OKLAHOMA CITY – The Latest on severe weather predicted in the central and eastern U.S. (all times local):
A handful of Oklahoma schools have preemptively canceled classes Tuesday in light of an ominous forecast that's predicting dangerous tornadoes and giant hail for parts of the Great Plains.
Mid-Del Public Schools in the Oklahoma City suburb of Midwest City called off classes, saying that the safety and security of students and staff was the top priority. That district, along with others across Oklahoma, implemented new tornado safety plans following the 2013 twister that killed seven schoolchildren in Moore.
The Storm Prediction Center says much of the central U.S. is at risk for severe weather Tuesday, including tornadoes and grapefruit-sized hail. In all, nearly 37 million people are at a slight risk or higher for severe weather Tuesday.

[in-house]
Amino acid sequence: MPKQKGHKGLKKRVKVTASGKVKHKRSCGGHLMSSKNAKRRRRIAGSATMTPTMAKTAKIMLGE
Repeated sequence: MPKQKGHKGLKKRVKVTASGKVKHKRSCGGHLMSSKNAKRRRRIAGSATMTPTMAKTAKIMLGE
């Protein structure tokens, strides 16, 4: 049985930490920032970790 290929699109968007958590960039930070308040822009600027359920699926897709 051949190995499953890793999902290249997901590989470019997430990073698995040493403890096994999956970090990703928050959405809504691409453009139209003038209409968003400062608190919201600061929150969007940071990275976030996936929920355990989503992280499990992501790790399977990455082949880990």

School districts and authorities are bracing for the possibility of a severe weather outbreak that could bring powerful, long-track tornadoes and large hail to the Great Plains.
The weather on Tuesday could include heavy winds, tornadoes and hail as large as baseballs or softballs. The Storm Prediction Center in Norman, Oklahoma, says the most dangerous weather will likely take aim at an approximately 70,000-square-mile area stretching from southern Oklahoma to southern Nebraska.
In all, nearly 37 million people from the Rio Grande River in South Texas to Omaha, Nebraska, and the western regions of Missouri, Arkansas and Iowa are at a slight risk or higher of experiencing severe weather Tuesday.
In the east, a separate storm system could bring thunderstorms, strong winds and hail to Philadelphia, Baltimore and Washington, D.C., but the risk of severe outbreaks is low.